Department of Bioengineering, Imperial College London
We work at the interface between engineering and neuroscience. Our aim is to understand how sensory information is processed by neural circuits in the mammalian cerebral and cerebellar cortices, including how it is used in elementary cognitive operations. Understanding how the “cortical circuit” processes information will help us to understand how it dysfunctions in neurodevelopmental and neurodegenerative disorders, and will also aid in the design of novel computational devices. Our work involves both neuroscience experiments and theoretical/computational work. We use a number of technologies to probe cortical circuit function - two photon calcium imaging, optogenetic disruption of genetically targeted cells, and electrophysiology. We also develop novel algorithms, based particularly on information theory, for analysing the resulting high-dimensional datasets.
Selected recent publications:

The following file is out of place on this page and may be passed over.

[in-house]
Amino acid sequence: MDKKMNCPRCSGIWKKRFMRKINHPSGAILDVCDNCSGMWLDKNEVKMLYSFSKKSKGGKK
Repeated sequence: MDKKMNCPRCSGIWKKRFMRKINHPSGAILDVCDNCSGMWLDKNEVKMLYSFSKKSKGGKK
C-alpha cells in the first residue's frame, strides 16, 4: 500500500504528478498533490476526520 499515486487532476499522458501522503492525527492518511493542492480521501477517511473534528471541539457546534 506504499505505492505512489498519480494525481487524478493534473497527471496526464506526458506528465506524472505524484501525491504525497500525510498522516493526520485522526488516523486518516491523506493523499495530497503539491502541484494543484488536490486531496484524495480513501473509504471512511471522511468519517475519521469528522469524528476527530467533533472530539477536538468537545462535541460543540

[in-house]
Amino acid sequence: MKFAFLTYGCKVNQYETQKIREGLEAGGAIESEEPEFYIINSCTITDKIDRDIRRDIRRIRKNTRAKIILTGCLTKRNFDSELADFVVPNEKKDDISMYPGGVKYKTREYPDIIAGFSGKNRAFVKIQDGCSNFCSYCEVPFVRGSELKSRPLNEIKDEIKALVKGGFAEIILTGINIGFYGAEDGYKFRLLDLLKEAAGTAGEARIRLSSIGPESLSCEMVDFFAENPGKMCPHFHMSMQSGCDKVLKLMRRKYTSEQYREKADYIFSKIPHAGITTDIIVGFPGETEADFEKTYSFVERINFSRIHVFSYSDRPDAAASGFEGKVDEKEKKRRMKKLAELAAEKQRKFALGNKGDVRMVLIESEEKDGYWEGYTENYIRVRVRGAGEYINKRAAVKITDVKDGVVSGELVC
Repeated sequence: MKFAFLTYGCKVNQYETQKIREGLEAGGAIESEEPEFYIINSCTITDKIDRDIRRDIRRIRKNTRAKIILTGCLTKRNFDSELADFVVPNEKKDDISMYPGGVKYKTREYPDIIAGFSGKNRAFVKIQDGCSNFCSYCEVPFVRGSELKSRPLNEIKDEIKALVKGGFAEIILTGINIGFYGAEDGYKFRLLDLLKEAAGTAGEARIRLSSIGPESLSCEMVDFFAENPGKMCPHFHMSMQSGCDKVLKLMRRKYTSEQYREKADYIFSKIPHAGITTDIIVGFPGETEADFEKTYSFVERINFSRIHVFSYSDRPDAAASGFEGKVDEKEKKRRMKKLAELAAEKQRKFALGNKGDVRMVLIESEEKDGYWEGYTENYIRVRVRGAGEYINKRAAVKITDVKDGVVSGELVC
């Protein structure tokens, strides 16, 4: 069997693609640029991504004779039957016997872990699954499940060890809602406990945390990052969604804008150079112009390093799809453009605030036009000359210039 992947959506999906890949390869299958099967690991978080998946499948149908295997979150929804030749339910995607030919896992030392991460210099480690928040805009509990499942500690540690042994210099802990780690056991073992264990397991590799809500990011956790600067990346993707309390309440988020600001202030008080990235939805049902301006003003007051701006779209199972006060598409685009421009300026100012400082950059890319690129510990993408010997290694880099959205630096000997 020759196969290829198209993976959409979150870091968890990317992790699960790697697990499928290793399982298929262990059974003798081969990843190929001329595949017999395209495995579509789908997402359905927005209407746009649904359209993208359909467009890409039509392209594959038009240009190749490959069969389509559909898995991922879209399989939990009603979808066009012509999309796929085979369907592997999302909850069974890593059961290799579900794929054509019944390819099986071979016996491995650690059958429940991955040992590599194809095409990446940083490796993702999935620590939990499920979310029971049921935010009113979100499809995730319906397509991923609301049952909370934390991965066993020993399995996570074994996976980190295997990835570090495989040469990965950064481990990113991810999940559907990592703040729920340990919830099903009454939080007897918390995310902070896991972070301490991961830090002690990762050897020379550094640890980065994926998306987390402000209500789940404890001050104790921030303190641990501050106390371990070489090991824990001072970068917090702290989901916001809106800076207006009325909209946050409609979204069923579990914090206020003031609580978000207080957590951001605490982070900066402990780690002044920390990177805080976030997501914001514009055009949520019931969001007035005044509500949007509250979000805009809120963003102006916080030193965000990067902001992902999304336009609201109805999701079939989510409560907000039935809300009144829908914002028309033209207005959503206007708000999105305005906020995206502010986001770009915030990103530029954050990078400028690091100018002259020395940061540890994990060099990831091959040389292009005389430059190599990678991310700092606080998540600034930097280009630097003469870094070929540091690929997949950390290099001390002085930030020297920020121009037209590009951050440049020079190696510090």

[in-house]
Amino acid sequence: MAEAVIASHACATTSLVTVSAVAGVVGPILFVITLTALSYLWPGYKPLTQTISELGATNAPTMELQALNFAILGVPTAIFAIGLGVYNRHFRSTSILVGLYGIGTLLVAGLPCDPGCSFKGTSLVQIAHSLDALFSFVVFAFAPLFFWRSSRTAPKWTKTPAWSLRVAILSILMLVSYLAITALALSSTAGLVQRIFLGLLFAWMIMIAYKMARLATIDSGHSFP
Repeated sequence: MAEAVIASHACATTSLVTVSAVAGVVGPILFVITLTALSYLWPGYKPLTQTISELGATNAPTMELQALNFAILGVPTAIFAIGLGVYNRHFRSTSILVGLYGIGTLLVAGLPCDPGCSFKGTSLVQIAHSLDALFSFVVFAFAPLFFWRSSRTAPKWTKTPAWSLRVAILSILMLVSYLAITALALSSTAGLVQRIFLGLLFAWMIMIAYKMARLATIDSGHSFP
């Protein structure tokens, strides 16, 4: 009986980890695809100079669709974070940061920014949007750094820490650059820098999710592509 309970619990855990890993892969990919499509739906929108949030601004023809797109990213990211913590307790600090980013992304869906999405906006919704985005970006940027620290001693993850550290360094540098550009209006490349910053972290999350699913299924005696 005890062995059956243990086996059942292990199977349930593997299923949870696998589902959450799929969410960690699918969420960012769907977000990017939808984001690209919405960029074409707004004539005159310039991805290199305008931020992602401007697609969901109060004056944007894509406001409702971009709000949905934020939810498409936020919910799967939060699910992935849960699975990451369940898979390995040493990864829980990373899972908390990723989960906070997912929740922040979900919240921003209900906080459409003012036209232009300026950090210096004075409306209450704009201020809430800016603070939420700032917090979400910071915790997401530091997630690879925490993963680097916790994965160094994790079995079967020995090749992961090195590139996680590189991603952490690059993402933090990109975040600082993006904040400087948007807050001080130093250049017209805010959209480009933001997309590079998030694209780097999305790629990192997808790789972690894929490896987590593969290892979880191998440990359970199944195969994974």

- E. Phoka, M. Wildie, S. R. Schultz and M. Barahona (2012). Sensory experience modifies spontaneous state dynamics in a barrel cortical circuit model. Journal of Computational Neuroscience, in press, DOI: 10.1007/s10827-012-0388-6. PDF.
- A. B. Saleem, K.D. Longden, D. Schwyn, H. G. Krapp, and S. R. Schultz (2012). Bimodal optomotor response to plaids in blowflies: mechanisms of component-selectivity and evidence for pattern-selectivity. Journal of Neuroscience, 32(5):1634-1642. PDF.
- M. T. Schaub and S. R. Schultz (2012). The Ising Decoder: reading out the activity of large neural ensembles. Journal of Computational Neuroscience. 32(1):101-118. PDF.
- S. R. Schultz, K. Kitamura, J. Krupic, A. Post-Uiterweer and M. Häusser (2009). Spatial pattern coding of sensory information by climbing-fiber evoked calcium signals in networks of neighboring cerebellar Purkinje cells. Journal of Neuroscience, 29:8005-8015. Link.